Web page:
Planting My Roots: The price of Christmas | Rocket Miner | – Wyoming Tribune

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Planting My Roots

Planting My Roots
As we get deeper and deeper into the Christmas season, things always seem to feel busy and rushed.
You have to make sure you mark off all the names on the list of people you need to buy gifts for.
Maybe you spend hours decorating your home to make it look like it came right out of a Hallmark Christmas movie.
I myself thoroughly enjoy everything that comes with this time of year. However, I think it’s important to remember that Christmas doesn’t have to come with a price tag.
Of course, giving and receiving gifts is definitely something to enjoy. But I don’t think it’s a bad thing to reminisce about the days when Christmas wasn’t so commercialized.
My grandmother, Margie Lee Phillips, grew up in a drastically different time than I did.
Born in 1923, she grew up during the Great Depression.
For her, Christmas as a child definitely did not look like it does today.
Grandma Margie grew up in a small, rural Louisiana farming community and in a really poor family.
She always said that they had enough to get by but never had anything extra.
In fact, they didn’t even live in a home with electricity until she was a young adult.
I remember her telling me stories of how they were just grateful to get a piece of fruit for Christmas.
When they were available, her and her siblings found fresh oranges in their stockings.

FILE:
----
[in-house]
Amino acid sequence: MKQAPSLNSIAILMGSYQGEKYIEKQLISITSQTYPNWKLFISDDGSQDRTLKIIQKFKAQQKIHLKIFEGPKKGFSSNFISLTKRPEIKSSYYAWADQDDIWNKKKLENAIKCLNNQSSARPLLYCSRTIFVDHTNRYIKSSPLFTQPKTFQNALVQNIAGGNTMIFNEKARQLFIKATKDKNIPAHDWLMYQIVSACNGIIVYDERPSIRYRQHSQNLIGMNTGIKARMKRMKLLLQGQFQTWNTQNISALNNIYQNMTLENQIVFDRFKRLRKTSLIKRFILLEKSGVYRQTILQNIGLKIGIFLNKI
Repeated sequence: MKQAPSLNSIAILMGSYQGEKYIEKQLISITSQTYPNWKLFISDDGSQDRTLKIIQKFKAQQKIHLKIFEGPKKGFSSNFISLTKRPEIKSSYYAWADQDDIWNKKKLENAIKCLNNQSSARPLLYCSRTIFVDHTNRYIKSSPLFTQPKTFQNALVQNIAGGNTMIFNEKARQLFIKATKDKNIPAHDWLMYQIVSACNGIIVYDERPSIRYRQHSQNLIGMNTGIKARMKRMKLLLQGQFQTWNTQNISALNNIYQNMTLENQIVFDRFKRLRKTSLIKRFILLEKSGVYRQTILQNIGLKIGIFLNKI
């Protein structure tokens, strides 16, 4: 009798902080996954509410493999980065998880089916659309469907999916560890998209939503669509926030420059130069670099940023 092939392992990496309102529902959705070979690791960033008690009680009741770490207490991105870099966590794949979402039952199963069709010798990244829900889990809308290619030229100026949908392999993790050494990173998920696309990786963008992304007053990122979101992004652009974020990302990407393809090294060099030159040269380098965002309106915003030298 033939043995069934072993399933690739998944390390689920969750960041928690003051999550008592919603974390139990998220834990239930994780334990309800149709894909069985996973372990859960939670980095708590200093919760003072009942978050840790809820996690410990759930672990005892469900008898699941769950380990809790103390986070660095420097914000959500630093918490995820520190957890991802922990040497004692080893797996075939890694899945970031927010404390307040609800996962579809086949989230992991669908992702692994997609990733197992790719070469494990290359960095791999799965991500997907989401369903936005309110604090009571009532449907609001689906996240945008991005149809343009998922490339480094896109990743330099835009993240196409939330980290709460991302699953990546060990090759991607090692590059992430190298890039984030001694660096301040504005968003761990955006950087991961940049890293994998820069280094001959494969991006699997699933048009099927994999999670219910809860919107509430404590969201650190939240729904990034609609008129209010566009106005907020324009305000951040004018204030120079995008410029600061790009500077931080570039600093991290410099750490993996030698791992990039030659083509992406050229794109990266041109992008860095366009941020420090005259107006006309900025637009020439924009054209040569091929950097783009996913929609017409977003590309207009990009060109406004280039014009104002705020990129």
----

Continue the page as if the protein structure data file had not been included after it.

“We were so happy and proud to each get an orange of our own as a present on Christmas morning,” my grandma would tell me as she relived those childhood memories.
There was a small store in the community that she grew up in where everyone bought what they needed. Each Christmas, when they were cheap enough, the store owner would try to buy enough bananas to make banana pudding for everyone in their small community.
Grandma Margie said this was always a welcomed surprise when it happened because for some of the kids in the community, this was the only Christmas “present” they would get.
One of the stories she would tell me has always seemed to stick out from the rest.
During one of the Christmas seasons when she was a young child, her two older brothers worked jobs in order to make enough money to buy two plastic rings from the local dime store for her and her younger sister.
She said that it felt like they had won the lottery receiving these shiny, plastic rings on Christmas morning.
Having her tell me these stories growing up never seemed to hit home as much as they do now that I am an adult.
Hearing her tell me how much these rings meant to them really makes all of those silly worries and stresses seem much less important.
Now 98 years old, I am very blessed to still have my grandma. When I go home this Christmas, I think I will appreciate getting to see her even more.
I think we can all take a lesson from Grandma Margie this Christmas and not focus on all of the gift buying, decorating or even receiving gifts.
Christmas doesn’t have to be extravagant to be enjoyed. Like most situations in life, what matters most is being present and appreciating the small things.
Caroline Phillips is a reporter for the Rocket Miner Newspaper. She can be reached at
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